Broken Web Browsers: Malware’s New Address?
Malware has a new address: Web browsers. This is not the first time malicious code has set up shop in popular access tools such as Microsoft Internet Explorer and Google Chrome, but according to new research from the Ponemon Institute detailed in a recent Infosecurity Magazine article, browser vulnerabilities are on the rise. What can companies do to keep corporate data safe and prevent employees from accidentally compromising secure networks using broken Web browsers?
According to the report, more than 75 percent of enterprises have been infiltrated with malware via broken Web browsers, with the average cost of such a breach ringing in at $62,000. Despite implementing multilayer, in-depth security controls, most organizations had more than 50 breaches in the past year. In fact, 69 percent of IT security professionals surveyed said browser-borne malware is a greater threat now than it was 12 months ago. Even worse, 81 percent say insecure browsers are the primary attack vector for malware, with 74 percent claiming “traditional” detection technologies can no longer effectively stop these types of attacks. In addition, just 31 percent agree commercial browsers have the same kind of built-in security controls necessary to stop these kinds of attacks.
Dark Reading, meanwhile, points to several factors in the spread of browser malware. First, companies are bogged down by the problem of psychological “inertia,” with 65 percent of security professionals saying it’s hard to shake their dependence on traditional security controls even when they prove ineffective. Additionally, many enterprises are still convinced browser makers have the best line on security and, with enough time, big-name brands will patch their most important malware holes. Is this just wishful thinking, however?
Real-World Concerns With Broken Web Browsers
Out in the wild of the World Wide Web, browsers are continually undergoing security upgrades. According to Threatpost, for example, Google’s Chrome 40 update recently patched 62 vulnerabilities in the browser, 17 of which were considered “high-severity” by the search giant. Most were memory corruptions or use-after-free vulnerabilities in components such as ICU, V8 or FFmpeg. In addition to internal fixes, the Google team also paid tens of thousands of dollars in bounties to freelance security researchers; one scored more than $12,000 for identifying three bugs. While this focus on security is admirable, it raises an important point: Despite Chrome’s widespread use and long history, bugs are still being discovered, some of which pose real risk to enterprises. Is bounty hunting enough to stop the threat?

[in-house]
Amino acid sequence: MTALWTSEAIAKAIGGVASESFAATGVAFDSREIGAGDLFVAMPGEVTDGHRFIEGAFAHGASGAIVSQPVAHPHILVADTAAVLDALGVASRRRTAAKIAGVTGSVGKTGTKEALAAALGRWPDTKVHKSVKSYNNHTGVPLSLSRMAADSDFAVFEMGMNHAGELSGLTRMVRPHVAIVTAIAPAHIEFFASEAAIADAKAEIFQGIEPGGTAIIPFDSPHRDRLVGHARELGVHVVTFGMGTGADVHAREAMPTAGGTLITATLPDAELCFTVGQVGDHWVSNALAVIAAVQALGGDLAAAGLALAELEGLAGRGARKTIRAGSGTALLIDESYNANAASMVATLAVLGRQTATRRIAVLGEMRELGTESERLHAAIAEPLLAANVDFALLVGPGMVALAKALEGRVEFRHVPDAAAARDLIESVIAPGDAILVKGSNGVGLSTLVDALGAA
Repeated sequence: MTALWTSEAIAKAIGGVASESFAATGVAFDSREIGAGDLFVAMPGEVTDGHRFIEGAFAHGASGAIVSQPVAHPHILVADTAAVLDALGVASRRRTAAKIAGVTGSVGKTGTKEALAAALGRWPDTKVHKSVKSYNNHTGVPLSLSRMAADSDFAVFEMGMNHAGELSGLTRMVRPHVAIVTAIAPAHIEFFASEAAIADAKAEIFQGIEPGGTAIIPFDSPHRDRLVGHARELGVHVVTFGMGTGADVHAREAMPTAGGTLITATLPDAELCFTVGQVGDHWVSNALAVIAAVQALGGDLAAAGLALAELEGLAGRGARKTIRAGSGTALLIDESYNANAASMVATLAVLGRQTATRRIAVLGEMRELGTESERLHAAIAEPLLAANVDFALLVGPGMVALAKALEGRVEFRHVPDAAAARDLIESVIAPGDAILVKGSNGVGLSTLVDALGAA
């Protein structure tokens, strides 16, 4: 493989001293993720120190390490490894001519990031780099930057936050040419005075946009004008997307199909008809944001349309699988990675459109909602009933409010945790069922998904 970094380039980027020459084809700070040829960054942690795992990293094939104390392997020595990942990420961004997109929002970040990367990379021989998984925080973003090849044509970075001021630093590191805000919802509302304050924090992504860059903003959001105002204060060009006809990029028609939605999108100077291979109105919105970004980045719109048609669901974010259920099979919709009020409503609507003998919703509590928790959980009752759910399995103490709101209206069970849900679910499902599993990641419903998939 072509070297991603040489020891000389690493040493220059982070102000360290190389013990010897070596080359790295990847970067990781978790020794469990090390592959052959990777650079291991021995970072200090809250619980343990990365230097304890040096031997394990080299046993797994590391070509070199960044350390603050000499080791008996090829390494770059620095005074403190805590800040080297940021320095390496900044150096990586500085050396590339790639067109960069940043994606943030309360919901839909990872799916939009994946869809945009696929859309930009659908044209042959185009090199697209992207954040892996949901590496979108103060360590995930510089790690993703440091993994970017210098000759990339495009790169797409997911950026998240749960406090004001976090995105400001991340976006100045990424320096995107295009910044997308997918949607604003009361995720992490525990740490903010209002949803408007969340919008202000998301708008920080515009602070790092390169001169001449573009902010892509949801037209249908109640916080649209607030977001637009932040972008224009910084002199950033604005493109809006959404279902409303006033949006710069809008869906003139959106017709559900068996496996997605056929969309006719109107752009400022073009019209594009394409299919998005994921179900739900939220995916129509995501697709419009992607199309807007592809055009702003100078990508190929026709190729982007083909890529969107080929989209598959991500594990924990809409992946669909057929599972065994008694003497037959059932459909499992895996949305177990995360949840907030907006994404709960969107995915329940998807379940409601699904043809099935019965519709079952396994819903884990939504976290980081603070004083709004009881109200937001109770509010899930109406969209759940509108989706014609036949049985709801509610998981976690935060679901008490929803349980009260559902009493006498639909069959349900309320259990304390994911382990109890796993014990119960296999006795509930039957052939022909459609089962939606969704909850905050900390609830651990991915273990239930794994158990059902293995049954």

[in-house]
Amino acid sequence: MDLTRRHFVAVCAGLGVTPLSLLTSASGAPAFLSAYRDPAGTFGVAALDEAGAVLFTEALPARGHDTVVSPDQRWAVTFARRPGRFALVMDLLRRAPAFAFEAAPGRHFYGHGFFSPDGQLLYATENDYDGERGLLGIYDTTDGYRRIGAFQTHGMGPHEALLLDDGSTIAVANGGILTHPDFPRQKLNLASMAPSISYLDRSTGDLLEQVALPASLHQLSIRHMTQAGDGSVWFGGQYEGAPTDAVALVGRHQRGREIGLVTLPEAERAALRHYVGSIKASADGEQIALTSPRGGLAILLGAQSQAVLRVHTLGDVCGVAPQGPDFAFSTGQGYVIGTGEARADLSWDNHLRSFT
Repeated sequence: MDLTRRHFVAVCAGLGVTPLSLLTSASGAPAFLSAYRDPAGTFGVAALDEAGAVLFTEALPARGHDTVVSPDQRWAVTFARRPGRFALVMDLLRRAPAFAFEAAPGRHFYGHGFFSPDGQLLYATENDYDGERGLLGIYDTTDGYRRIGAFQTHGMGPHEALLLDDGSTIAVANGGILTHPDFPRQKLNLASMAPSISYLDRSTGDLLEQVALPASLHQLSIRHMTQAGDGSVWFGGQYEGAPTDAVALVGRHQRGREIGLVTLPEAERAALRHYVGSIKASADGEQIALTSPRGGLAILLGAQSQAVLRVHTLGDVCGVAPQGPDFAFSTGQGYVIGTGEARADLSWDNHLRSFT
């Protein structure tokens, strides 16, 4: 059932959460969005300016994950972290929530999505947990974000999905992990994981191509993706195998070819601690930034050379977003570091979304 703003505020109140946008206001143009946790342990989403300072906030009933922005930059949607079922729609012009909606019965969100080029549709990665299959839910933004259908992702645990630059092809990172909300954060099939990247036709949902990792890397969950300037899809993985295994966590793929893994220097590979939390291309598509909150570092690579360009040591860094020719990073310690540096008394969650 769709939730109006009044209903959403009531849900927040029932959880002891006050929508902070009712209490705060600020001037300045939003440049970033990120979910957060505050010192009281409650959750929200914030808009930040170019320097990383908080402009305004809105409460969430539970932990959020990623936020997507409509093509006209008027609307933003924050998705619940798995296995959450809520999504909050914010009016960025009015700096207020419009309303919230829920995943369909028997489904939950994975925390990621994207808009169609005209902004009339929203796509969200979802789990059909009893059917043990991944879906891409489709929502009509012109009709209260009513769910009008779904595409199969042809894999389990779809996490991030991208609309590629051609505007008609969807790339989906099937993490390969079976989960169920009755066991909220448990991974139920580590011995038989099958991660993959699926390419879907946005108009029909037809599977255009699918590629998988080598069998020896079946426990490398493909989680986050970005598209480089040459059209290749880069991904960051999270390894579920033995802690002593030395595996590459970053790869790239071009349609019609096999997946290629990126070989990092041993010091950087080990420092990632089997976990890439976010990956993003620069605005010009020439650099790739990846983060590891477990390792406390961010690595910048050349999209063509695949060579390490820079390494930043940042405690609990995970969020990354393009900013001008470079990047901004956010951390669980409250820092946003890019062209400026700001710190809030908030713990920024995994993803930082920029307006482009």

Also worth mentioning is the recent universal cross-scripting vulnerability discovered in Internet Explorer. As noted by PCWorld, the weakness lets malicious attackers bypass the same-origin policy, which should prevent code used by one website and loaded in an iframe on a different website from affecting the first site’s content. However, this new vulnerability allows a phishing attack that takes the form of a legitimate-looking link on an authentic Web page. When clicked, a rogue page is opened, but because the same-origin policy is bypassed, the browser’s address bar continues to show the legitimate Web page address. For example, in the context of a banking site, this means users could be redirected to malware-laden pages but have no idea because the Web address would never change.
Underneath It All
The bottom line is that all Web browsers are broken Web browsers to some degree, depending on their patch cycle and current suite of discovered vulnerabilities. According to ReadWrite, there may be a common cause: laziness. It argues that Web developers have become lazy with their code when it comes to application development, but the same also applies to Web browsers. In large measure, this laziness comes as an honest reaction to consumer demand. Access trumps evaluation, and speed trumps security. The result, however, is a market of commercial Web browsers unable to handle advanced malware threats, putting corporate users at risk.
Managing browser security requires a twofold approach. First, enterprises must be willing to give up traditional methods of protection in favor of advanced endpoint security that acts in real time to detect malicious code or suspicious behavior. Gone are the days of catchall firewalls and zero-day patches. Second, organizations must shed the notion that browsers are the first line of security or form the basis of any secure defense. It is better to assume a breach is imminent, happening or has just occurred rather than be surprised by newly discovered, damaging vulnerabilities.
Browser malware is on the rise and is here to stay. Combating the problem requires a change of address — security needs a new home.